16th Edition (reference only) – NOW superseded by the 17th Edition IEE Regulations.

chapter 5

chapter 6

  5.1 - The earthing principle 5.6 - Protective multiple earthing (PME)
  5.2 - Earthing Systems 5.7 - Earthed concentric wiring
  5.3 - Earth fault loop impedance 5.8 - Other protection methods
5.4 - Protective conductors 5.9 - Residual current devices (RCDs)
5.5 - Earth electrodes

5.10 - Combined functional and protective

5.1.2 - The advantages of earthing

The practice of earthing is widespread, but not all countries in the world use it.

There is certainly a high cost involved, so there must be some advantages. In fact
there are two. They are:

1. - The whole electrical system is tied to the potential of the general mass of earth and cannot 'float' at another potential. For example, we can be fairly certain that the neutral of our supply is at, or near, zero volts (earth potential) and that the phase conductors of our standard supply differ from earth by 240 volts.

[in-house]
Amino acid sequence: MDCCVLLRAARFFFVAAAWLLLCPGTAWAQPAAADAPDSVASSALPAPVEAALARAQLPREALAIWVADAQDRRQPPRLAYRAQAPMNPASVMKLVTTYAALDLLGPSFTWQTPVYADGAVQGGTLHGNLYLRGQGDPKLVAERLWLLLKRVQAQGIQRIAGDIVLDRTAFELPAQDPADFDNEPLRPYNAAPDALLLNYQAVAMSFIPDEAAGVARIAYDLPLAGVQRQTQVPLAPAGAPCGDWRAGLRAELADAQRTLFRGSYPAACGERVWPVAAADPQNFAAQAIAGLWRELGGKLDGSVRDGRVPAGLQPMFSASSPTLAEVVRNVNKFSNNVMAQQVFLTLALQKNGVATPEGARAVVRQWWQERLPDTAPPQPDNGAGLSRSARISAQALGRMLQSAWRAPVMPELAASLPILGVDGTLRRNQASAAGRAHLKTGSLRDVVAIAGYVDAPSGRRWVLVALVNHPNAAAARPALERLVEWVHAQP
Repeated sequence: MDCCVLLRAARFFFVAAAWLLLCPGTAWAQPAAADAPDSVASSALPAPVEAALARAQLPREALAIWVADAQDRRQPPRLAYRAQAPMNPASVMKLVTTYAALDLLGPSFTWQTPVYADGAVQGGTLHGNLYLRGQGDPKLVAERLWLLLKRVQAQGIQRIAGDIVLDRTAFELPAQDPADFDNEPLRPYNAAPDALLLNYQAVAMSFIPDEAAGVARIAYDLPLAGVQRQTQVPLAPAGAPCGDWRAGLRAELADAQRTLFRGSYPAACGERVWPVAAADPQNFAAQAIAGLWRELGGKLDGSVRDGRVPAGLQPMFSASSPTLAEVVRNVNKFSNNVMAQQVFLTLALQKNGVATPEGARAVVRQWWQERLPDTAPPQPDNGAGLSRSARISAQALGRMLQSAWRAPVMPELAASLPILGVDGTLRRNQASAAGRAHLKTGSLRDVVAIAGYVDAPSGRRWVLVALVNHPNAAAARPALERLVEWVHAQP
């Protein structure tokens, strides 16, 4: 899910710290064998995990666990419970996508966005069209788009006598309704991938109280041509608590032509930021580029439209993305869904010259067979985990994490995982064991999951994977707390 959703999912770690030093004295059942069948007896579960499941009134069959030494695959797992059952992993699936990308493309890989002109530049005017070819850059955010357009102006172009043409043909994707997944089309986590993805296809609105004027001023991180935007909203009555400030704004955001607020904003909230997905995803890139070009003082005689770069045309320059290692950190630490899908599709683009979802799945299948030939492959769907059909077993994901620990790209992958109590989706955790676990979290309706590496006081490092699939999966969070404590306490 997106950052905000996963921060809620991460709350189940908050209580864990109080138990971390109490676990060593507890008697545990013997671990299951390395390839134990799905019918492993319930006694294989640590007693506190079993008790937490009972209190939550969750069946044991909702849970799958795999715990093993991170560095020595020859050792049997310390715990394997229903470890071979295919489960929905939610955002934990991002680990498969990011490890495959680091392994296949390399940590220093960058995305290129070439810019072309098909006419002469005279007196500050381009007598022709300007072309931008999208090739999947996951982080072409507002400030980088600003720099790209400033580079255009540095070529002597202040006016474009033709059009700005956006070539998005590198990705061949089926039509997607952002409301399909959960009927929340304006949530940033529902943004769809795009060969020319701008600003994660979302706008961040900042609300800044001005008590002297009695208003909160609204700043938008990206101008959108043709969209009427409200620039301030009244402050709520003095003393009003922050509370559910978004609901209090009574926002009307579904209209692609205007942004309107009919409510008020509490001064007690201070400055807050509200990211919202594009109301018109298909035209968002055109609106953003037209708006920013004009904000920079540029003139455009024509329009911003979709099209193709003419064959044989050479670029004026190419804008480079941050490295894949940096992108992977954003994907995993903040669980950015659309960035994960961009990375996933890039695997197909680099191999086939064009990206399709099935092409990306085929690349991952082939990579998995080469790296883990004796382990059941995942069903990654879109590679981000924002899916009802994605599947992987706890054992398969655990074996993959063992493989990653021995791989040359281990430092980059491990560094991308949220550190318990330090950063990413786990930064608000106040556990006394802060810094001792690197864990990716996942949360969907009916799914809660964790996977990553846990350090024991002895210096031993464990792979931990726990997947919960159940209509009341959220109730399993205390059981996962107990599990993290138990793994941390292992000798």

2. - By connecting earth to metalwork not intended to carry current (an extraneous conductive part or a an exposed conductive part) by using a protective conductor, a path is provided for fault current which can be detected and, if necessary, broken. The path for this fault current is shown in {Fig 5.2}.

Fig 5.2 Path for earth fault current (shown by arrows)


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Extracted from The Electricians Guide Fifth Edition
by John Whitfield

Published by EPA Press Click Here to order your Copy.

Click here for list of abbreviations